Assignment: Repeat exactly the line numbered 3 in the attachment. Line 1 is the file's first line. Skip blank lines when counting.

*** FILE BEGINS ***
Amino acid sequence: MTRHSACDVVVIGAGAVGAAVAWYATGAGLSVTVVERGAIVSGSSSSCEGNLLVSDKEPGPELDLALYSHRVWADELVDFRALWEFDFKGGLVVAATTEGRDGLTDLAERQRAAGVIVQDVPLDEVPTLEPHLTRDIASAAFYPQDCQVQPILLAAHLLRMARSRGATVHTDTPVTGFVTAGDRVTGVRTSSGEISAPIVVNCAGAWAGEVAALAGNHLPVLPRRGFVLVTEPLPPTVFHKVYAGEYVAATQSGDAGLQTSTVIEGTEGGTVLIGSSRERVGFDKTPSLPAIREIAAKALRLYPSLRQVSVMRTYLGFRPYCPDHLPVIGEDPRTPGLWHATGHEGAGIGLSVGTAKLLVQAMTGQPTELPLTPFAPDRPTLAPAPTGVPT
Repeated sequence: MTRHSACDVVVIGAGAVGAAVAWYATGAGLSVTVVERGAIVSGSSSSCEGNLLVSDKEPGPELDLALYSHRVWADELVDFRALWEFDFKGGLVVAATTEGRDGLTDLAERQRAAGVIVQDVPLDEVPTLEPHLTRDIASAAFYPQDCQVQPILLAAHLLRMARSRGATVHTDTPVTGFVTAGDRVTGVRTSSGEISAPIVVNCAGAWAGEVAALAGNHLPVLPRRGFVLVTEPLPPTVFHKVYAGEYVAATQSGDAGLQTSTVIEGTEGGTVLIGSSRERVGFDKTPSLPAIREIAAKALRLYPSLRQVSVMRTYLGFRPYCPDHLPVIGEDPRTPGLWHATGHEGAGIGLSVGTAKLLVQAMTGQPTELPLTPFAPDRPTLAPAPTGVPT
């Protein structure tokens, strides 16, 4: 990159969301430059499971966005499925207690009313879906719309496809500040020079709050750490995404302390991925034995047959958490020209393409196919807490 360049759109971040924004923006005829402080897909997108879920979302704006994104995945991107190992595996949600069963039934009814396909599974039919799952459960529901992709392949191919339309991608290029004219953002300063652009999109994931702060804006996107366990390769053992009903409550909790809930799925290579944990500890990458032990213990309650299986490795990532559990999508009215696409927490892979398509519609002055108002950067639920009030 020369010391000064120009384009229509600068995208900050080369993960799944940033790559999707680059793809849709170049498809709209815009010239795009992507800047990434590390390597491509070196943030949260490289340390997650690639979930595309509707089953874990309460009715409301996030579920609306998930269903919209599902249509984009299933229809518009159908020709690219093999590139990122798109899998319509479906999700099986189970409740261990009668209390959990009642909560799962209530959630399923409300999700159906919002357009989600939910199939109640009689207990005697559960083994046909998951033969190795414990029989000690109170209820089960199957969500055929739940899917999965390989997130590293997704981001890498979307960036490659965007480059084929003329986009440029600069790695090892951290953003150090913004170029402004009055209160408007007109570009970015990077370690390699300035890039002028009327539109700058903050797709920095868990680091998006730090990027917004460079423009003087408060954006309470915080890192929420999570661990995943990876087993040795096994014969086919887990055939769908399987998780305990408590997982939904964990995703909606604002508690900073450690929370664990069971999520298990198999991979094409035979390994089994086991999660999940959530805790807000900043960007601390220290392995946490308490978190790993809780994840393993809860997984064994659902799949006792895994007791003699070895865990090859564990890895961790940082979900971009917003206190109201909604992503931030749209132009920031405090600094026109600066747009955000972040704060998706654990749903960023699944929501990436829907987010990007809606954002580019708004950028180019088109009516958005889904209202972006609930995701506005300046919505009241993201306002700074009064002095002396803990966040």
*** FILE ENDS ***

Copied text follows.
């Protein structure tokens, strides 16, 4: 990159969301430059499971966005499925207690009313879906719309496809500040020079709050750490995404302390991925034995047959958490020209393409196919807490 360049759109971040924004923006005829402080897909997108879920979302704006994104995945991107190992595996949600069963039934009814396909599974039919799952459960529901992709392949191919339309991608290029004219953002300063652009999109994931702060804006996107366990390769053992009903409550909790809930799925290579944990500890990458032990213990309650299986490795990532559990999508009215696409927490892979398509519609002055108002950067639920009030 020369010391000064120009384009229509600068995208900050080369993960799944940033790559999707680059793809849709170049498809709209815009010239795009992507800047990434590390390597491509070196943030949260490289340390997650690639979930595309509707089953874990309460009715409301996030579920609306998930269903919209599902249509984009299933229809518009159908020709690219093999590139990122798109899998319509479906999700099986189970409740261990009668209390959990009642909560799962209530959630399923409300999700159906919002357009989600939910199939109640009689207990005697559960083994046909998951033969190795414990029989000690109170209820089960199957969500055929739940899917999965390989997130590293997704981001890498979307960036490659965007480059084929003329986009440029600069790695090892951290953003150090913004170029402004009055209160408007007109570009970015990077370690390699300035890039002028009327539109700058903050797709920095868990680091998006730090990027917004460079423009003087408060954006309470915080890192929420999570661990995943990876087993040795096994014969086919887990055939769908399987998780305990408590997982939904964990995703909606604002508690900073450690929370664990069971999520298990198999991979094409035979390994089994086991999660999940959530805790807000900043960007601390220290392995946490308490978190790993809780994840393993809860997984064994659902799949006792895994007791003699070895865990090859564990890895961790940082979900971009917003206190109201909604992503931030749209132009920031405090600094026109600066747009955000972040704060998706654990749903960023699944929501990436829907987010990007809606954002580019708004950028180019088109009516958005889904209202972006609930995701506005300046919505009241993201306002700074009064002095002396803990966040």